Circular (bio)economy & (bio)energy
The rapid technological and economic development of society since the industrial revolution has been heavily supported by the extraction of natural resources. The consumption of these resources to produce goods accompanied by the incorrect disposal of the respective waste has led to negative impacts on the natural and native ecosystems of planet Earth. In the last 50 years, the world population has practically doubled, but in the same period, the extraction and processing of natural resources has practically tripled. Against this backdrop of rapid and worrying environmental degradation in the name of modernization and economic development, the European Commission established with its Member States, in 2019, the European Green Deal, which aims a wide range of proposals on climate, energy, transport and taxation. This commitment aims to reduce greenhouse gas emissions by at least 55% by 2030 (compared to the values recorded in 1990) and to achieve carbon neutrality by 2050.
To achieve the established decarbonization targets, it is necessary to promote the implementation of more sustainable processes. For this, the use of new types of resources and a more efficient management of their life cycle (circular economy) are fundamental aspects, with biomass (i.e., matter derived from living organisms) as a resource that can be very important in that transition. In the energy sector, the importance of biomass as a fundamental resource has been increasingly recognized, mainly to produce (bio)fuels for the transport sector, which is practically the only viable alternative, with the existing technology, for the (urgent) decarbonization of heavy road, sea and air transport. This context has led to a greater recognition of the concept of bioeconomy, which can be defined as the production of renewable biological resources and the conversion of these resources and waste streams into value-added products for society, such as food, feed or other bio-based products and bioenergy.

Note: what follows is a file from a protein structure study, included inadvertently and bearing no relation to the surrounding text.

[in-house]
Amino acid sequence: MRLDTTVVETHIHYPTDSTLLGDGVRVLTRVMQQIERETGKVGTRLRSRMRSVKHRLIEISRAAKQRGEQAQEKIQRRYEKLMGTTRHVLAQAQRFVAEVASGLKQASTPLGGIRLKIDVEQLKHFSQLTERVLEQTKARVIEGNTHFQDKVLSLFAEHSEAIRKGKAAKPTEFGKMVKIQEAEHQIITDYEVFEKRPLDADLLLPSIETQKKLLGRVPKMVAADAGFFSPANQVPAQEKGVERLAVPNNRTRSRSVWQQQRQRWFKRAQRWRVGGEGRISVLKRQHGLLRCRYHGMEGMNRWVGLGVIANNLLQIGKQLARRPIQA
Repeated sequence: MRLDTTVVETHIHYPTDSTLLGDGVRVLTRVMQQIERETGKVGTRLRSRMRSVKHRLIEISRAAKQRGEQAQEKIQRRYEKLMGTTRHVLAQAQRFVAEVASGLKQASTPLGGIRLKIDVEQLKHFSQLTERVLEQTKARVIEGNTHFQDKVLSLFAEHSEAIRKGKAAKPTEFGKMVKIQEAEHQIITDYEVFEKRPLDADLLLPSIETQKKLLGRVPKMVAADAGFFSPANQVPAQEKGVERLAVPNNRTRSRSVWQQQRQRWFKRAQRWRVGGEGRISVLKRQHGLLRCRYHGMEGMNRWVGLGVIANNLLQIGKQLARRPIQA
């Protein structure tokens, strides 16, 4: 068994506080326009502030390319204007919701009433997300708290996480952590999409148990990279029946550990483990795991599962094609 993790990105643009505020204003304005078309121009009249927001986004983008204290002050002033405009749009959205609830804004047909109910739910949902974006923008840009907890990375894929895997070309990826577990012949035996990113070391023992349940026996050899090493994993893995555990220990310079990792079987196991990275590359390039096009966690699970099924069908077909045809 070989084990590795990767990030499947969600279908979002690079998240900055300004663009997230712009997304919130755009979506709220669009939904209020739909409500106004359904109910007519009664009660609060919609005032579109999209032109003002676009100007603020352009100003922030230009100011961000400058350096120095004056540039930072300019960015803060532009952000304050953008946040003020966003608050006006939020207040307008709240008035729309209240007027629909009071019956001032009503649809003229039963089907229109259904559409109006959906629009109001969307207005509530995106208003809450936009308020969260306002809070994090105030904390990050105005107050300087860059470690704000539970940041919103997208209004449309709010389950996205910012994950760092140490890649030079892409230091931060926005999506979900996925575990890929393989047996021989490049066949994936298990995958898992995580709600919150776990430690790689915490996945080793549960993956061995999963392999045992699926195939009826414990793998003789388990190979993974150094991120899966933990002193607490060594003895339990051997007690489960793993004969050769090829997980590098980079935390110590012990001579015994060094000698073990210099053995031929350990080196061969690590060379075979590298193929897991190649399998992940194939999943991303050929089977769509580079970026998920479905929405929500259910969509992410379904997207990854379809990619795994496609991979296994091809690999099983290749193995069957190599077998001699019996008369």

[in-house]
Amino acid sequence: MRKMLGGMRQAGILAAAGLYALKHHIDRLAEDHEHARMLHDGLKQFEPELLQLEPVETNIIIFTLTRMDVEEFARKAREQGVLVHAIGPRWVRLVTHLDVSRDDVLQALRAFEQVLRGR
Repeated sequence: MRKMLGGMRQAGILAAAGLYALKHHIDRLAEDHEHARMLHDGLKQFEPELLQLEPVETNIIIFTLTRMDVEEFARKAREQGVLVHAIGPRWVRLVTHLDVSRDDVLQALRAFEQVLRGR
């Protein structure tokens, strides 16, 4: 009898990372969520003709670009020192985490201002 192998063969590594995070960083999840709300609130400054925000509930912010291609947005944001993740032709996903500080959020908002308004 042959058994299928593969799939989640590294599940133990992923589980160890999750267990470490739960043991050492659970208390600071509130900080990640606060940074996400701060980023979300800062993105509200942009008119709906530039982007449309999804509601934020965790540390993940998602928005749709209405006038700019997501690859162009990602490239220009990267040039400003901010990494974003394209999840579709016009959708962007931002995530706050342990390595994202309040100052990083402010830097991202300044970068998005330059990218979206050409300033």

BCG (Boston Consulting Group) projected in 2019 that the estimated potential of the circular bioeconomy would be an opportunity of 7.7 billion (as defined in Europe) US dollars, this for products, energy and wastes from human/animal food/feed, in 2030, not including the production of food for human and animal consumption. The increasing awareness of the importance of sustainability in the development of society, in order to ensure the continuity of a planet with adequate conditions to maintain its biodiversity, regeneration capacity and the well-being of future generations, makes it clear that the new opportunities that are being developing in the circular economy are a trend that will persist in future generations.
The search for new sustainable products, new production processes that use clean energy, and the opportunity of a new growing market for renewable energies, opens new horizons to the current economic and business fabric. It is in the development of this new economy and the opportunity to explore new products and sustainable energy sources, that C-GREEN can be a business development partner for its customers’ business.